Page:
Dying victim was wrong about who shot him, jury decides in Tacoma murder case

Preston Stafford was mistaken when, as he was dying, he told police the man who shot him was black, a Pierce County jury decided Friday.

Jurors convicted 36-year-old John Francis Jude Suppah, who is not black, in Stafford’s death.

The jury didn’t find Suppah guilty of premeditated first-degree murder, but did return guilty verdicts for second-degree murder, first-degree manslaughter, second-degree unlawful gun possession, possession of a stolen vehicle, and two counts of witness tampering.

The shooting on Dec. 19, 2015, happened after 30-year-old Stafford messaged Suppah’s girlfriend to ask for a ride and waited for it near East T and Morton streets in Tacoma.

Suppah showed up driving a stolen vehicle, and shot Stafford once in the torso as he approached the car.

Stafford allegedly owed Suppah $50, and witnesses said Suppah got jealous when others talked to his girlfriend.

Stafford didn’t recognize Suppah as the shooter, and told police before he died that the gunman was a black man in his 20s or 30s.

Initial court records identified Suppah as white but a more recent one lists his race as American Indian/Alaska Native.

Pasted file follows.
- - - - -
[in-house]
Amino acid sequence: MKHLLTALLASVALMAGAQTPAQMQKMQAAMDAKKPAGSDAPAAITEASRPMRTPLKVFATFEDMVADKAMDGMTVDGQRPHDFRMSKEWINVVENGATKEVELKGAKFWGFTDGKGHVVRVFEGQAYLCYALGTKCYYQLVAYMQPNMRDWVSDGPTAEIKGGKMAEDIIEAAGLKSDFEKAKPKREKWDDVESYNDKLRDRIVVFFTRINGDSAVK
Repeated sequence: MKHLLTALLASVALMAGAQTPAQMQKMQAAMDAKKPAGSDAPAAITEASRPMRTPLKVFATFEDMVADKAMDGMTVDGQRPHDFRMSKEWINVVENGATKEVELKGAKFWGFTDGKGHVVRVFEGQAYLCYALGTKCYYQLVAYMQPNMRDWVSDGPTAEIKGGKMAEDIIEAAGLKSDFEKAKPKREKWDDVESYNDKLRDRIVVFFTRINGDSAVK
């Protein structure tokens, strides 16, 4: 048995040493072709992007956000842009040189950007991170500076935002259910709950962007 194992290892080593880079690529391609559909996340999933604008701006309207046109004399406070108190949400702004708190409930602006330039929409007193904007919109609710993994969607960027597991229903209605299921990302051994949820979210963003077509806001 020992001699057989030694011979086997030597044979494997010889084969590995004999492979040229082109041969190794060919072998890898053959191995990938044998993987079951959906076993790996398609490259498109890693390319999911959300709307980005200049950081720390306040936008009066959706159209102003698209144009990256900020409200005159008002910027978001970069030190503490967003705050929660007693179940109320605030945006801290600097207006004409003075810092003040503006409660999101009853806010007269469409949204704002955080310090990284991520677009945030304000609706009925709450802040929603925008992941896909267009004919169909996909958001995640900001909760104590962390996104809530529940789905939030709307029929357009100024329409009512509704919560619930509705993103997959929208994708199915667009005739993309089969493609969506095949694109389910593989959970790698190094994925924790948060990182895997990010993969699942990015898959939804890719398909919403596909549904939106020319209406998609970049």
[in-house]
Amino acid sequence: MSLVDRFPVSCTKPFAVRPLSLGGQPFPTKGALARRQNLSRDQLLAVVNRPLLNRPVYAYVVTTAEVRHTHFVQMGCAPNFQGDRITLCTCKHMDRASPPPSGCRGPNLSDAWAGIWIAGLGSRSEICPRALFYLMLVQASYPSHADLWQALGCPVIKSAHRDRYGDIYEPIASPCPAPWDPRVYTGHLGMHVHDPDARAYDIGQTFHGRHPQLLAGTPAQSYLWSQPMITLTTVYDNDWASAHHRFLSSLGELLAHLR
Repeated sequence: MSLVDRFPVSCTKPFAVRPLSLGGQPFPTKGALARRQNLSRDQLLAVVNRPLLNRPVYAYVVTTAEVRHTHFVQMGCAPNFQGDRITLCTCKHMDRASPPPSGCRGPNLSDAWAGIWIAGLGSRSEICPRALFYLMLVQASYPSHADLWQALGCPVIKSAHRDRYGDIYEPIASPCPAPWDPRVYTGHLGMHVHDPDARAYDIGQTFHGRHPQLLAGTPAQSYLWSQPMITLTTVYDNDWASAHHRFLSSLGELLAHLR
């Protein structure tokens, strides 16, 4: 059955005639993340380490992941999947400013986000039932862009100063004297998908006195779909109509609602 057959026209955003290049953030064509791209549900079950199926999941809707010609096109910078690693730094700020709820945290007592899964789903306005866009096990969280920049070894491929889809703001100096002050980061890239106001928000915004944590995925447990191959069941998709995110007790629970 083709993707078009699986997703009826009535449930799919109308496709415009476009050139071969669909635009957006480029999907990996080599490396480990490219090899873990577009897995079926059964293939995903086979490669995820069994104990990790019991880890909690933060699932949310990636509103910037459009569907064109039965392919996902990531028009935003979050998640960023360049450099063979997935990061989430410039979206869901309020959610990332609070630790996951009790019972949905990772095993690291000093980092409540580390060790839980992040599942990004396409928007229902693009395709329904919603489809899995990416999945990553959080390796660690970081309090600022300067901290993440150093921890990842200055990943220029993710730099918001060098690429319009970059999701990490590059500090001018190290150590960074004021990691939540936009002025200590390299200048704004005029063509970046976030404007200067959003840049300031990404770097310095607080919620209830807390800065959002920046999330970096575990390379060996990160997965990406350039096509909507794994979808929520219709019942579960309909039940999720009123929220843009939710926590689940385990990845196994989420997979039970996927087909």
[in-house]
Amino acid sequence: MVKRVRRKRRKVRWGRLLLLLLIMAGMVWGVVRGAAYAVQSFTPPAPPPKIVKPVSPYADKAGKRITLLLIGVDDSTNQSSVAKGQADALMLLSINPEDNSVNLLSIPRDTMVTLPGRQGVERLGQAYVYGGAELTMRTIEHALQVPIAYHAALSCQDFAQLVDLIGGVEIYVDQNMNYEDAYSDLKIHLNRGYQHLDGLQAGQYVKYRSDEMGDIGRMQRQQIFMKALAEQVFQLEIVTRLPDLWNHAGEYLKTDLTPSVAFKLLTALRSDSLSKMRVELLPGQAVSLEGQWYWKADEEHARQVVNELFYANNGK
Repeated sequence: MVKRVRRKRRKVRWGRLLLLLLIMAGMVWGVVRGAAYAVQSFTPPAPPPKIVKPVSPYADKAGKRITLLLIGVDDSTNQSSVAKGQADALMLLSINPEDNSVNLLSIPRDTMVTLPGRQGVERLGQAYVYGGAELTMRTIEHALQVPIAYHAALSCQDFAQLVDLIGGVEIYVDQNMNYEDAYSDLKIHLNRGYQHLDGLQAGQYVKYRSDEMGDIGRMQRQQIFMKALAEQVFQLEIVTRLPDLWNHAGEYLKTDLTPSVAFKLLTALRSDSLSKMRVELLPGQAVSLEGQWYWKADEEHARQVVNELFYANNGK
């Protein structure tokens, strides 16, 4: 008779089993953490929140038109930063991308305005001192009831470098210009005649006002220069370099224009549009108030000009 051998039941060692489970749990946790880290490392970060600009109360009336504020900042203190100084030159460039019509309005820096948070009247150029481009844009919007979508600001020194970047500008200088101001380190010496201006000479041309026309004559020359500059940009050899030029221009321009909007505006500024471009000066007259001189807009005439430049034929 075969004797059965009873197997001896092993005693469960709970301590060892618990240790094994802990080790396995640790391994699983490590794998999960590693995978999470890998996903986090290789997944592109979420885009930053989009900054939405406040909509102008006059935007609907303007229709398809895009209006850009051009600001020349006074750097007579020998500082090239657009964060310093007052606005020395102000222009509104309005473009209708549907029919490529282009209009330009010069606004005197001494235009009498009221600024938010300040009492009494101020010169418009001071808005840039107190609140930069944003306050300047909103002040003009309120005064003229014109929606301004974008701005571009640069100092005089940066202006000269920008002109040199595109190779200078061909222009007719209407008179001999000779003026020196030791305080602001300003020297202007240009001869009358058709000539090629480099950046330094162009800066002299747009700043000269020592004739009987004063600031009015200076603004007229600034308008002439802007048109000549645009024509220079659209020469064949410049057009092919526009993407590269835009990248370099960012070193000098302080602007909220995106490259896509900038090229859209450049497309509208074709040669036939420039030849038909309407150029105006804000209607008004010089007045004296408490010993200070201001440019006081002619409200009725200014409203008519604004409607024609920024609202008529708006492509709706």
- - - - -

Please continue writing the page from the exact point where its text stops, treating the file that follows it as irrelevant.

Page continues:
Jurors got the case late Wednesday, after about two weeks of testimony in Superior Court. Friday morning, they had their verdict.

Asked how the jury came to its decision, Deputy Prosecutor John Neeb said he thought letters Suppah wrote to his codefendants in jail were significant.

Also charged in the case are Suppah’s girlfriend at the time — 41-year-old Nadine Jolie Lezard — and 40-year-old Thomas Jun Watts. Both were in the car when the shooting happened, and Suppah stayed in Watts’ hotel room after.

Suppah wrote them from jail, telling them things they should say to police. This led to witness tampering charges. The gun possession charge relates to Suppah’s prior felony convictions, which made it illegal for him to have a firearm.

Lezard has pleaded guilty to second-degree murder, and Watts to first-degree rendering criminal assistance. They and Suppah are to be sentenced Oct. 13.

Neeb said Suppah faces a standard sentencing range of 29 years, 10 months to 38 years, one month in prison.

The prosecutor said he expects to ask for an exceptional sentence above that range, given Suppah’s criminal history, which includes more than 20 prior felony convictions.

Alexis Krell: 253-597-8268, @amkrell

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